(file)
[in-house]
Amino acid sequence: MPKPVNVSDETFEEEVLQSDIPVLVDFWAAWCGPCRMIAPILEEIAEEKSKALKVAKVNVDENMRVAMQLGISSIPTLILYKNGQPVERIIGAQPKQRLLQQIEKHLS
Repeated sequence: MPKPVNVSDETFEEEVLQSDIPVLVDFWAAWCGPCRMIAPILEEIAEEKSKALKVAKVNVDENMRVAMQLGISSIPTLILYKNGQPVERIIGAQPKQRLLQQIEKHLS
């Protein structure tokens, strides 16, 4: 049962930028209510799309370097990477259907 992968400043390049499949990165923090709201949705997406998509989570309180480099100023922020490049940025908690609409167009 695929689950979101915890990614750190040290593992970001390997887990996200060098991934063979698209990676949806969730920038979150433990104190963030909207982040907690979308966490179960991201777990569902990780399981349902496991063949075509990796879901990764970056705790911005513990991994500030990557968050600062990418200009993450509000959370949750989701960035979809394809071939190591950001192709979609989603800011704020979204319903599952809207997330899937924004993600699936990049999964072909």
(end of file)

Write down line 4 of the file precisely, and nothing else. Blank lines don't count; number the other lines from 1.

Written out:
């Protein structure tokens, strides 16, 4: 049962930028209510799309370097990477259907 992968400043390049499949990165923090709201949705997406998509989570309180480099100023922020490049940025908690609409167009 695929689950979101915890990614750190040290593992970001390997887990996200060098991934063979698209990676949806969730920038979150433990104190963030909207982040907690979308966490179960991201777990569902990780399981349902496991063949075509990796879901990764970056705790911005513990991994500030990557968050600062990418200009993450509000959370949750989701960035979809394809071939190591950001192709979609989603800011704020979204319903599952809207997330899937924004993600699936990049999964072909």